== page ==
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Medical malpractice. Fulton Superior Court. Before Judge Etheridge.
Anesthesia Group and Doctors Hospital of Augusta, Inc., d/b/a Humana Hospital, appeal the judgments entered on jury verdicts against each of them in this medical malpractice case brought by the representative and family of Ada Hammonds Pierce.
The evidence at trial is construed so as to uphold the verdict. Pendley v. Pendley, 251 Ga. 30, 31 (1) (302 SE2d 554) (1983). Ms. Hammonds, the name she used professionally, was a 38-year-old Licensed Practical Nurse who worked in the delivery room at St. Joseph's Hospital. She slipped in the delivery room and injured her knee, requiring arthroscopic surgery. She was admitted by orthopedist Dr. Brand to Humana Hospital on October 4, 1983.
Humana Hospital had contracted in 1981 with Anesthesia Group, a partnership composed of Dr. Horseman and Dr. Mahoney, for the partnership to "provide full-time Anesthesiology services and assume general responsibility for the conduct and operation of Hospital's Anesthesiology Department, subject to approval of Hospital." The contract provided that services under it would be performed as scheduled by the Hospital Administration and that Group was required to provide an anesthesiologist from 7:00 a.m. to 3:30 p.m. Monday through Friday and otherwise as required by the Hospital. The partnership had to be available on 30 minutes notice for emergencies. The emergency services could be provided by a Certified Registered Nurse Anesthetist (CRNA) with an anesthesiologist available for supervision. The two partners were members of the hospital staff.
Surgery was scheduled by Hospital based on the requests for surgery made by surgeons such as Dr. Brand. A surgery schedule was prepared around 1:00 p.m. each day, typed up by Hospital's Director of Surgery and given to Group, which would decide how to staff the needed anesthesia services. Group set a fee schedule under the contract, which was subject to approval of Hospital. Hospital did not have approval rights of fees set by other doctors. When surgery was completed, the doctor or CRNA gave a charge slip, with the patient and surgery information and anesthesia charge on it, to Hospital's administrative staffer in the operating suite. The anesthesia was billed on the hospital bill. The notation on Ms. Hammonds' bill was "Anesthesia supplies 90.88 Anesthesia hosp empe 286.00." Hospital paid Group 86 percent of the total anesthesia charges, retaining 5 percent as administrative costs and 9 percent to cover "bad debts." There was a charge back provision in the contract: if any third party provider did not pay or paid only partially, Group would reimburse Hospital. Hospital owned the accounts. Bill disputes with patients and collection were its responsibility.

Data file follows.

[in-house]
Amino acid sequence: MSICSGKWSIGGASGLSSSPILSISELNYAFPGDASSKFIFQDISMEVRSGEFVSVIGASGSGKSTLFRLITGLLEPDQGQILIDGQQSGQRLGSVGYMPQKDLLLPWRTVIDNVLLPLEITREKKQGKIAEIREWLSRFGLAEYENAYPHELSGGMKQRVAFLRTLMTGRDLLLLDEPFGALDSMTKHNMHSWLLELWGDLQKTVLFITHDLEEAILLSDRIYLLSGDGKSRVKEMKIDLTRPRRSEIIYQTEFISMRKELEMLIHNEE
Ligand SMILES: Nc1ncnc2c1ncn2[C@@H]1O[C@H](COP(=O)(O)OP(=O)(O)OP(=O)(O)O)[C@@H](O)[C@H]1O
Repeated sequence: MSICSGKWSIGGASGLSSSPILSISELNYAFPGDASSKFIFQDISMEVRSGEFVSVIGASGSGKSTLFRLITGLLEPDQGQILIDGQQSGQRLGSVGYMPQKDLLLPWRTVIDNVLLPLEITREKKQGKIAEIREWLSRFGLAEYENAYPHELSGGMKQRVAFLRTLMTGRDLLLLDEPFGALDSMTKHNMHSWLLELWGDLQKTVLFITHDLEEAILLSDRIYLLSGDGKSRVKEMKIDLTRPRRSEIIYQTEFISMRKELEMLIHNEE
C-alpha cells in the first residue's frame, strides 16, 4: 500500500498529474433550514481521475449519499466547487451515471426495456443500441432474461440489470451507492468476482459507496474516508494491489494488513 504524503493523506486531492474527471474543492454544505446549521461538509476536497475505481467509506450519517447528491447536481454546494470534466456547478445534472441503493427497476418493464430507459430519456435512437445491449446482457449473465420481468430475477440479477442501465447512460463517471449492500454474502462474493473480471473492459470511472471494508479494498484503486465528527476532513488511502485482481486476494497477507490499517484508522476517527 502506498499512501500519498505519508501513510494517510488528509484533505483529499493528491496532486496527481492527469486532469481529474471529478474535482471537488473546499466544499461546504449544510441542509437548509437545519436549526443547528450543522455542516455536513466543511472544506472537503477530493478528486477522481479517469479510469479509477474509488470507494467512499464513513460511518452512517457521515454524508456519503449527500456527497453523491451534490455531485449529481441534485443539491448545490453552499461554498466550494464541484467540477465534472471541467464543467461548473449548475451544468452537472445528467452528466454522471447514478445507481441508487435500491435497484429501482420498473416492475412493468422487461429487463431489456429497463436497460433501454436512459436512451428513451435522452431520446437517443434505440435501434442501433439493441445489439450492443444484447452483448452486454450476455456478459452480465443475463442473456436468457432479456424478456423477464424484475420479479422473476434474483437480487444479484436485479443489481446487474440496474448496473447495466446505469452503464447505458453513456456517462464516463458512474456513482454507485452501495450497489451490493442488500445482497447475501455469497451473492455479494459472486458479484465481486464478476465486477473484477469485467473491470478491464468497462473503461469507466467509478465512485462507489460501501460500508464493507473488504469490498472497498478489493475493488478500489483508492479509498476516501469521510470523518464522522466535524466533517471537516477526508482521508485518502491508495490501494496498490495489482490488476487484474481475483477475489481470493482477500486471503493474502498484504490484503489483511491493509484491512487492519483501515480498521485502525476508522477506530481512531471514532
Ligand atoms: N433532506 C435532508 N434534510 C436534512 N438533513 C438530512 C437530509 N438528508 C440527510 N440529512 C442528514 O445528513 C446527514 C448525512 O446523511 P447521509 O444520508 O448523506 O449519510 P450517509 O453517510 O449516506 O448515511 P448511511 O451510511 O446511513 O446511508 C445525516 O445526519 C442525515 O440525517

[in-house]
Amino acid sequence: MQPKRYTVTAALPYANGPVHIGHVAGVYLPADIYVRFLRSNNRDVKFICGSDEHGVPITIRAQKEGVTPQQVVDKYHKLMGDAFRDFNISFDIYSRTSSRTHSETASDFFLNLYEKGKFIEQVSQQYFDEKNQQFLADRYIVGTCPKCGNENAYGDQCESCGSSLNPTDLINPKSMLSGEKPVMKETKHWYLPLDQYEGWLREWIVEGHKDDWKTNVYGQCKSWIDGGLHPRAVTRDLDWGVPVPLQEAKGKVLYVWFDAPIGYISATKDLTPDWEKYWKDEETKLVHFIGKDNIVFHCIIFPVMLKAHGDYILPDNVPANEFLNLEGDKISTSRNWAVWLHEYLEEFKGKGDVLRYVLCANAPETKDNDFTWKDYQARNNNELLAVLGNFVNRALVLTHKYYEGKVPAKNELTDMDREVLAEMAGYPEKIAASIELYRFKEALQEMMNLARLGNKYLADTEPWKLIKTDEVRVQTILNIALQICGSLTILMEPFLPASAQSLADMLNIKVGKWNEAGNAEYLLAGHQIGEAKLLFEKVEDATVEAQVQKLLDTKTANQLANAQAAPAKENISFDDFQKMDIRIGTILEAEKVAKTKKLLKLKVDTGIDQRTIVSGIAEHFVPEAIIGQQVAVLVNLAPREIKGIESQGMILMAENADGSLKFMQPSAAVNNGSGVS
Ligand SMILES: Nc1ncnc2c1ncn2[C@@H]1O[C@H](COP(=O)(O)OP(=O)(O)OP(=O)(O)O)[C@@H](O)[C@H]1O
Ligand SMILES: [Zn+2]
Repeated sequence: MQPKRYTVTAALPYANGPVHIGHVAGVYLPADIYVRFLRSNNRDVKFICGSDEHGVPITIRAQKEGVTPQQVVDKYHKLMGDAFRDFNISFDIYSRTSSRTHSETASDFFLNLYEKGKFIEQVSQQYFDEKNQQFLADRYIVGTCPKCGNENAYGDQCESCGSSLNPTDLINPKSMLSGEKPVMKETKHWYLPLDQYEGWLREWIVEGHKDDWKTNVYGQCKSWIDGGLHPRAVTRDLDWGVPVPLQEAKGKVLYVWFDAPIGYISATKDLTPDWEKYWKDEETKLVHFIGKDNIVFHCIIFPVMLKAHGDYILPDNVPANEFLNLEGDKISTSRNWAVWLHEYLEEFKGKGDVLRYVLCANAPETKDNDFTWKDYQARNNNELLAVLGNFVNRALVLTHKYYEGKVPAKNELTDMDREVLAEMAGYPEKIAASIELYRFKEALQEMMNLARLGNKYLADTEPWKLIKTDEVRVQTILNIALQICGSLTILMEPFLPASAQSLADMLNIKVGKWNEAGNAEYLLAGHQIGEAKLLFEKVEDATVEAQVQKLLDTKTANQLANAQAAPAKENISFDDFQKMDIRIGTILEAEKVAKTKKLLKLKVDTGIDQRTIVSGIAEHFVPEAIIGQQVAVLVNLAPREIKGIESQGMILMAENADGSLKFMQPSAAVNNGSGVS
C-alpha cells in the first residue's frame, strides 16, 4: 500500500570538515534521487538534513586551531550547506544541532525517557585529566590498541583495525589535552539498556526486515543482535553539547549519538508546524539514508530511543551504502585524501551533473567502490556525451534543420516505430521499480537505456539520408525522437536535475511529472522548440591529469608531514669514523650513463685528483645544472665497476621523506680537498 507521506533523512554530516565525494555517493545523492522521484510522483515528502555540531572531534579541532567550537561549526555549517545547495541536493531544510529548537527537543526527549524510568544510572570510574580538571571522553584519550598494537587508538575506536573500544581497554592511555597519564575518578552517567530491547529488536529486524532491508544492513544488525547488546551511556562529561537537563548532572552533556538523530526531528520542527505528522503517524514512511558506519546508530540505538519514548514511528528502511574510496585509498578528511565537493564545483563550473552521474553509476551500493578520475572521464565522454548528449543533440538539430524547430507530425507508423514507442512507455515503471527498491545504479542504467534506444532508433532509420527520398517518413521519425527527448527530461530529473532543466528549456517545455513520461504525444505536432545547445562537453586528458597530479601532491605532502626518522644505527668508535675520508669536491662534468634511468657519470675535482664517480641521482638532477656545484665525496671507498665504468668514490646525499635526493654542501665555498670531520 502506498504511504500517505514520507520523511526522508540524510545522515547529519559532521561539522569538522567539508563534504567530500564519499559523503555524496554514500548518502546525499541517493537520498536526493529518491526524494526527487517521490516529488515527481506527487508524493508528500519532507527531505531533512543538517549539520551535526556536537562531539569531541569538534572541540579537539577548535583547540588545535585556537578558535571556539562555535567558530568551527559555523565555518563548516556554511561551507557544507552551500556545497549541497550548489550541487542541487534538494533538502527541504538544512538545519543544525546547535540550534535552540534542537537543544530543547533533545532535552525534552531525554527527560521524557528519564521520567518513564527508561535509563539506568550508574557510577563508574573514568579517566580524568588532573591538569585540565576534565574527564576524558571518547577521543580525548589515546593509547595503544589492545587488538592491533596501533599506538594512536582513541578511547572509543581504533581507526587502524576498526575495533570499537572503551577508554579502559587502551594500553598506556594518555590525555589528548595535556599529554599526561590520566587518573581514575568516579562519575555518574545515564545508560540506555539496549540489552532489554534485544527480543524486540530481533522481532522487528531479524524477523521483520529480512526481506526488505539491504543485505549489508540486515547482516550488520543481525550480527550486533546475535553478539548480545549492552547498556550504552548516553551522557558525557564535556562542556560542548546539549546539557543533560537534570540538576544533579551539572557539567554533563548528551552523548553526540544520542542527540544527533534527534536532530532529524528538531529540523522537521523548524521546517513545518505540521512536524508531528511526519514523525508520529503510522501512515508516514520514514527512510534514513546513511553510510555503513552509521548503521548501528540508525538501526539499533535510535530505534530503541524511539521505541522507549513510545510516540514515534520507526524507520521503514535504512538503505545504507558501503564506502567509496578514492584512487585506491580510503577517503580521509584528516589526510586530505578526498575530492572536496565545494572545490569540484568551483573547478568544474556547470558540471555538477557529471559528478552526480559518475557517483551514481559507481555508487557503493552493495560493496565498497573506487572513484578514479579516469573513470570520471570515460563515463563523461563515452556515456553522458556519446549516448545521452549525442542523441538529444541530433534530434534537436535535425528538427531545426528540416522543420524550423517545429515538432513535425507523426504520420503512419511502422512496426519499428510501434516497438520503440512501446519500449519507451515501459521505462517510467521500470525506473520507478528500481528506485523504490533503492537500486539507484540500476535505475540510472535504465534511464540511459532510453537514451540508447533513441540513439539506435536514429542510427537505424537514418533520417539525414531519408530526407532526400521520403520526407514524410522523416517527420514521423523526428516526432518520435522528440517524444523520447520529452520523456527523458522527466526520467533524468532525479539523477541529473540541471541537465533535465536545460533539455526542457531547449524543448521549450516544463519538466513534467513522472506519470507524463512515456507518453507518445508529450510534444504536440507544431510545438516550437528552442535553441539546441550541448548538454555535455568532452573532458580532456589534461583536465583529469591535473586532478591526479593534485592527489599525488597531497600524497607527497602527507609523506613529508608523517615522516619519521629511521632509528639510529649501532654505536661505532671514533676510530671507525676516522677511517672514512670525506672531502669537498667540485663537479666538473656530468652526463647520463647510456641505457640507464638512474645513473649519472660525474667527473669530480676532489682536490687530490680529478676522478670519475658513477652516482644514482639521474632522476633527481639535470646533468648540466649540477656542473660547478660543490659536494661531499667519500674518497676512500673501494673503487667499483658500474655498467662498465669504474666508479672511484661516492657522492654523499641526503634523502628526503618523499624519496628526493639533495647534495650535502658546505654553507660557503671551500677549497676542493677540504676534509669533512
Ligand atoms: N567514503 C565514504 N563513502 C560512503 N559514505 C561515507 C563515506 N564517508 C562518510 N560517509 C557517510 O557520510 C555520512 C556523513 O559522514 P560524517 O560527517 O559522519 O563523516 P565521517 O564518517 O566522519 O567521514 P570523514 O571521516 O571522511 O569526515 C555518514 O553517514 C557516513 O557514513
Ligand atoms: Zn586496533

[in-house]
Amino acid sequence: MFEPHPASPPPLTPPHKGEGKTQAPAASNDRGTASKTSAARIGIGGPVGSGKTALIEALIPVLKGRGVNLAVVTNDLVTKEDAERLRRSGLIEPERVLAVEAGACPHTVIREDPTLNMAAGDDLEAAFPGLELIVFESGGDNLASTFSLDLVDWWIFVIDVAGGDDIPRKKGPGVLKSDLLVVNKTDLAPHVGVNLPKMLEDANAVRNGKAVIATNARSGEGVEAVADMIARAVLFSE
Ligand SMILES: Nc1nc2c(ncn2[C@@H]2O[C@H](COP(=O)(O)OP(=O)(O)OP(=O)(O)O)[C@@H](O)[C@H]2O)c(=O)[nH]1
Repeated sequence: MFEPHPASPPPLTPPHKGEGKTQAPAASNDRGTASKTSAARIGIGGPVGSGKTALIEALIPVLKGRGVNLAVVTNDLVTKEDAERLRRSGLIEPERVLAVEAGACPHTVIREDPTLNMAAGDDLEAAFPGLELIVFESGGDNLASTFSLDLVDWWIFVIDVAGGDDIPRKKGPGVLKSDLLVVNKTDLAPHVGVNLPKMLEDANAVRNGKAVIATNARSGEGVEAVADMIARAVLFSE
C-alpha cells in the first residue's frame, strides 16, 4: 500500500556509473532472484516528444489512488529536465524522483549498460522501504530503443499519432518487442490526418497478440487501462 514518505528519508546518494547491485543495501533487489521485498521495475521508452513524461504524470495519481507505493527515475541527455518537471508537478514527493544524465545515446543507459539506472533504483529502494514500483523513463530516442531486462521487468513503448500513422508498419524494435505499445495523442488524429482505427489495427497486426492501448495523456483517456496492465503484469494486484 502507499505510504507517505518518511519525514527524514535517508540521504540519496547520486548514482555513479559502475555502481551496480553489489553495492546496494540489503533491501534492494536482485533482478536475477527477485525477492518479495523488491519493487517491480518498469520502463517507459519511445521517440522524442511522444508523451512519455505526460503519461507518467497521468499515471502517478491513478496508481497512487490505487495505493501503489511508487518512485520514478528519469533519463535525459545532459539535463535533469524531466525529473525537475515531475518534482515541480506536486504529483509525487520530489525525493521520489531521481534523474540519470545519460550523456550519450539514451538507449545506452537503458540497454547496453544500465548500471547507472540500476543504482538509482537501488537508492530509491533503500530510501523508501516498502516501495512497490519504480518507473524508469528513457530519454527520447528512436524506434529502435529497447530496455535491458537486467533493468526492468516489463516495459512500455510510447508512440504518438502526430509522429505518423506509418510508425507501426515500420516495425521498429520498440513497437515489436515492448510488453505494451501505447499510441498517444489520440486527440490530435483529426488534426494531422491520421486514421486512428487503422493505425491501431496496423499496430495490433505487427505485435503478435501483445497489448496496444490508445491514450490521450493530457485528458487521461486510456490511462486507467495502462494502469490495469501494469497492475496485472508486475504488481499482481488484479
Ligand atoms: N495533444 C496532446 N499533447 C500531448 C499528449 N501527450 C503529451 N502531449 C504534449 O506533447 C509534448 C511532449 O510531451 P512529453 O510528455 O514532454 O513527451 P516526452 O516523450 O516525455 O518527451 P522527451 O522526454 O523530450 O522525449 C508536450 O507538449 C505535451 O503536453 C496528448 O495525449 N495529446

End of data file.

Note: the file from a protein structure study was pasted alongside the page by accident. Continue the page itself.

Group in turn had contracted with five Certified Registered Nurse Anesthetists who worked under the partnership at Hospital. One of these CRNAs, Sarafin, visited Ms. Hammonds the evening of her admission. He introduced himself to all patients as being from the "anesthesia department." Nurses, including CRNAs, were required to wear uniforms of certain colors denoting their position. They were also provided name tags with their and the Hospital's names on it. Sarafin did the preoperative workup on Ms. Hammonds and prescribed preoperative medication. He signed Dr. Horseman's name to the orders. Dr. Horseman did not see Ms. Hammonds, nor did Sarafin consult with him concerning her.
She was visited by CRNA Jimenez, who was scheduled to administer anesthesia. He introduced himself to patients as a CRNA or nurse anesthetist with the "anesthesia service."
Dr. Mahoney was the floating anesthesiologist that day. He reviewed Ms. Hammonds' records in the pre-op holding area, approved the pre-op medications after they had been given, discussed for a minute or two the anesthesia plan with Jimenez, and spoke briefly with the patient.
Dr. Mahoney was not present in the operating room when anesthesia was induced nor during the surgery. Ms. Hammonds was put to sleep and then given a 100 mg. dose of Anectine at 7:05 a.m. Anectine paralyzes a patient so that the vocal cords will remain open, allowing insertion of an endotracheal tube to aid breathing during surgery. The surgery, uneventful, was completed at 7:46 a.m.
At 7:48 a.m., the endotracheal tube was suctioned out and removed. Ms. Hammonds was suctioned again and preparations were being made to roll her onto a gurney when a laryngospasm, which interferes with breathing, was observed by Jimenez. He administered 20 mg. of Anectine at 7:51 a.m. to break the spasm. It broke for approximately three breaths but reoccurred. Dr. Brand, the surgeon, had noticed Ms. Hammonds' toes and toenails becoming cyanotic, or turning blue, about five minutes after the surgery ended. He told Jimenez, who responded that he was administering medicine.
A second 20 mg. dose of Anectine was given at 7:56 a.m. but had no effect on the ability of Jimenez to ventilate the patient. At 8:00 a.m., circulating nurse Duffy left the operating room, went to the desk in the operating suite, and told the nurse there to find Dr. Mahoney. She got the code cart and returned to the operating room. Dr. Mahoney arrived and began to assist Jimenez. At 8:02 a.m., Jimenez gave a 100 mg. dose of Anectine, reintubated the patient, and started an i.v. drip of Anectine.